A phase II trial of Afimoxifene (4-hydroxytamoxifen gel) for cyclical mastalgia in premenopausal women
- First Online:
- Cite this article as:
- Mansel, R., Goyal, A., Nestour, E.L. et al. Breast Cancer Res Treat (2007) 106: 389. doi:10.1007/s10549-007-9507-x
- 209 Downloads
Many women experience symptoms of cyclical mastalgia, such as breast pain, tenderness, and nodularity. Tamoxifen and other drugs have been used to alleviate cyclical mastalgia symptoms; however, their use is associated with potentially serious side effects. The current study compared the safety and efficacy of two doses of a topical gel containing 4-hydroxytamoxifen (Afimoxifene, formerly known as 4-OHT) with placebo gel for the treatment of moderate to severe cyclical mastalgia.
Premenopausal women aged at least 18 years experiencing moderate to severe symptoms were randomized to receive placebo, 2 mg, or 4 mg of Afimoxifene daily delivered as a transdermal hydroalcoholic gel for 4 menstrual cycles. The primary efficacy parameter was change in mean pain intensity as measured by the Visual Analog Scale (VAS) for the seven worst pain score days within a cycle from baseline to the fourth cycle.
After 4 cycles of treatment, statistically significant improvements relative to placebo were measured in mean VAS score in the 4-mg Afimoxifene group (−12.71 mm [95% confidence interval, −0.96 to −24.47; P = 0.034]). Patient global assessment of pain, physician’s assessment of pain, tenderness on palpation, and nodularity following 4 cycles of treatment were significantly more likely to show improvements in the 4-mg group, compared with placebo (P = 0.010 [pain]; P = 0.012 [tenderness]; P = 0.017 [nodularity]). Overall, Afimoxifene was well tolerated with few adverse events and no drug-related SAE occurred in any group.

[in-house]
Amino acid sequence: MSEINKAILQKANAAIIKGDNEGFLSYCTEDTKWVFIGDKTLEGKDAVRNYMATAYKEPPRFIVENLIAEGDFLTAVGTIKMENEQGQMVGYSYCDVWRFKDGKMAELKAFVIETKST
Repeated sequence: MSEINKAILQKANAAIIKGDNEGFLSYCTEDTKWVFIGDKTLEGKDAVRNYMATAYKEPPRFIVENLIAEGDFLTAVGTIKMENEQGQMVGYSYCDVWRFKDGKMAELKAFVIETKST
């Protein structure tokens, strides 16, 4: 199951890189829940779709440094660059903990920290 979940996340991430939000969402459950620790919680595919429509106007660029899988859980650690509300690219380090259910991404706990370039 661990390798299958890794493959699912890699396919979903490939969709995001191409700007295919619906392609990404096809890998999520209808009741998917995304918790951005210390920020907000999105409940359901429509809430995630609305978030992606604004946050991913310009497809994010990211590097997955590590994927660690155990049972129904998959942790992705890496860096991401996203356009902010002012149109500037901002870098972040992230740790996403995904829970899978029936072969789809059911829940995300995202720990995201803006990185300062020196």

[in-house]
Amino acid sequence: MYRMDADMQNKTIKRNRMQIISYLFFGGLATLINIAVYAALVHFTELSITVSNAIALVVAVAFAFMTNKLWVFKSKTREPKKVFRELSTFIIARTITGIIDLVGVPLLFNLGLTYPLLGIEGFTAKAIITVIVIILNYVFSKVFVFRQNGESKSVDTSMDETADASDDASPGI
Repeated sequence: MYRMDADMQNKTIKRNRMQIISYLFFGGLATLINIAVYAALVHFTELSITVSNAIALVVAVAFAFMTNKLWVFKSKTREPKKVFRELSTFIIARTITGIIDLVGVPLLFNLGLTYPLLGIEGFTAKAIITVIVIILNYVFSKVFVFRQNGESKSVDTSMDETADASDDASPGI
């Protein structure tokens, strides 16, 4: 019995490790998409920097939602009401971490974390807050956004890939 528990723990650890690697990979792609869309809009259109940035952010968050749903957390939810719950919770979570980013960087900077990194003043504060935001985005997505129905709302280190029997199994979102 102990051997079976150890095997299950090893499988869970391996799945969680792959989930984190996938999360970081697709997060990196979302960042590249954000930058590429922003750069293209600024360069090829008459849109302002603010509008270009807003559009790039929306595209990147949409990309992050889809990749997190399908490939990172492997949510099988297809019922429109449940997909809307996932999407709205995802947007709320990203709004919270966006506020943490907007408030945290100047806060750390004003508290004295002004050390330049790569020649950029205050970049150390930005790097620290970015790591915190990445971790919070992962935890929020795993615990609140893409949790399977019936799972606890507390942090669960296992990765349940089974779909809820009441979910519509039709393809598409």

There were no changes in menstrual pattern or plasma hormone levels and no breakthrough vaginal bleeding in patients treated with Afimoxifene.
After 4 months of treatment, daily topical breast application of Afimoxifene resulted in statistically significant improvements in signs and symptoms of cyclical mastalgia across patient- and physician-rated scales with excellent tolerability and safety.